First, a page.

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Voracity Is The Mother Of Intervention

| Ontario, Canada | Awesome Customers, Family & Kids, Food & Drink, Top

(This occurs when I’m bringing desserts and coffee to a table with two customers—one middle-aged woman and one elderly woman.)

Me: “Here you go. Is there anything else I can get for you ladies?”

Middle-aged Customer: “An extra fork, please.”

Me: “I’ll get you one right away.”

(After I return with her fork…)

Elderly Customer: “Excuse me, but my coffee is far too strong.”

Middle-aged Customer: “…and old. I tried some, and it’s clearly been sitting for a long time.”

Me: “Oh, I’m sorry about the strength, although I actually made that coffee after you ordered it. I can make you another less strong one if you’d like.”

Elderly Customer: “Yes, please.”

(I leave, make her a new coffee at half-strength and come back to return it, at which point they’ve eaten all of their dessert.)

Me: “Here you go.”

Middle-aged Customer: “Excuse me, but the mango cheesecake was far too sweet.”

Me: “Oh, I’m sorry about that. The cheesecake is something they make in the kitchen, but I’ll certainly let them know for you.”

Middle-aged Customer: “Could I maybe get a discount on it, or have it for free because of that?”

Me: “Um… I can ask the chef for you, but I don’t think he’ll say yes, since you finished the whole thing.”

Middle-aged Customer: “Well, I didn’t mention this earlier, but my dinner was also too salty.”

Me: “Again, I can let them know, and ask about a discount, but you ate the whole thing, so I doubt I’ll be allowed to reduce the price for you.”

Middle-aged Customer: “The scallops in it were mushy, too!”

Me: “Well, they were breaded scallops and the dish you ordered was very saucy. It’s unfortunately unavoidable that they’d get somewhat soft from the sauce. Again, I can talk to the kitchen for you, but I doubt there’ll be any result.”

Middle-aged Customer: “Hmm…” *to the elderly customer* “Did we order any appetizers?”

Elderly Customer: “The appetizer was delicious, you said so yourself. Now stop trying to get freebies and let the poor girl go do her job. There’s other people at other tables that you’re keeping her from helping by holding her here with all your complaints.”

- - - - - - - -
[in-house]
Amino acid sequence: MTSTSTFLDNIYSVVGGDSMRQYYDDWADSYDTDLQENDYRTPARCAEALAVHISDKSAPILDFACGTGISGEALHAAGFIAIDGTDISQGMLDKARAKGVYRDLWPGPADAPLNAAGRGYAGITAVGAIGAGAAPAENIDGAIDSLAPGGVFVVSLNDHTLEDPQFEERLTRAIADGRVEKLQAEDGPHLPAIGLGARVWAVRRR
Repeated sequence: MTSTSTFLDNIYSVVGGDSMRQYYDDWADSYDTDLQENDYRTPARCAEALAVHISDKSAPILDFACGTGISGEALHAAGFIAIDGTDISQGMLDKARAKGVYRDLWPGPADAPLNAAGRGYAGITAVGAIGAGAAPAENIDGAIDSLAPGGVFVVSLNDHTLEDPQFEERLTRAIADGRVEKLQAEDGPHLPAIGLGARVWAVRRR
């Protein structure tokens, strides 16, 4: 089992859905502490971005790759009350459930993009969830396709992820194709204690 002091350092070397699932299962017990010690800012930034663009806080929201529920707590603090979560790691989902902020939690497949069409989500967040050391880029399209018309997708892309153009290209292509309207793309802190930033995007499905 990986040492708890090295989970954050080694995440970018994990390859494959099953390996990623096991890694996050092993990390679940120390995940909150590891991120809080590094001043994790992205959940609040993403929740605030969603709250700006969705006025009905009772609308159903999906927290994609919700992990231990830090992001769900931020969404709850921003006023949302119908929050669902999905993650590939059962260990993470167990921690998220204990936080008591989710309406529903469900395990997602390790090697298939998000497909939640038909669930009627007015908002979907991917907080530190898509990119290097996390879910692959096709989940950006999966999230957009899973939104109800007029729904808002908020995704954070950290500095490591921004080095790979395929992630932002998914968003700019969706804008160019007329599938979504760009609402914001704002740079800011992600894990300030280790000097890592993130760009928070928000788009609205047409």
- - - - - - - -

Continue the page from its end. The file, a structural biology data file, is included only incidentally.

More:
Middle-aged Customer: “Fine! That’s everything. Just bring us the bill.”

(As I leave to go to the kitchen and deliver her complaints, I hear the elderly customer berating the middle-aged one.)

Elderly Customer: “Shame on you, a grown woman! I didn’t raise you to be a greedyguts!”

Related:
Necessity Is The Mother Of Intervention

PINheaded, Part 3

| Brisbane, Australia | At The Checkout, Money, Technology

(In Australia when you pay by card, you can either use a pin number or sign for your purchase if you pay by card. Regardless, you need to have your card on you.)

Me: “Okay, so the total is $17.”

Customer: *comes up $2 short* “Oh, I don’t have enough. I’ll just run to my car to get the $2.”

Me: “Oh, here, I’ll save the transaction and keep your bags back here for you.”

Customer: “Oh, I’ll just pay with my bank card!”

Me: “Okay, go ahead.”

Customer: “I have… a pin.”

Me: “Alrighty, then. Did you have your card?”

Customer: “Yes.” *stares at me*

Me: “Ma’am, you have to put your card in the machine.”

Customer: “I HAVE A PIN! I DON’T SIGN!”

Me: “Ma’am, you have to put your card in the machine for it to take the payment.”

(The customer mutters something about getting the $2 and walks off. I save the order and continue serving other customers. Returning with her money, the woman proceeds to cut the line and slams the correct money on the counter. I process the payment and think she’s about to leave when she starts yelling again.)

Customer: “So, you’re telling me I have to keep my card with me all the time to pay, even though I have a pin?!”

Me: “Yes, ma’am. The computer can’t process the payment unless the card is in the machine. It doesn’t matter if you have a pin or sign for it.”

Customer: “BUT I HAVE A PIN!” *storms off*

Related:
Pinheaded, Part 2
PINheaded

O, Canaduh, Part 2

| Niagara Falls, NY, USA | Money, Tourists/Travel

(This story takes place at a mall about five minutes from the USA/Canada border. Today, I am working at the register. A Canadian customer approaches me.)

Customer: “Ugh! I hate this country!”

Me: “Hello, welcome to [store]. May I ask why?”

Customer: “It’s so hard to tell the value of your money. You should color code it like we do in Canada!”

Me: “Well, if you look on all four corners on either side of the bill, the numbers you see denote the dollar value of the bill. You can also look at the bottom of either side of the bill, or to the right side of the face on the bill.”

Customer: “Ugh, why do you Americans have to make everything so difficult?!”

Related:
O, Canaduh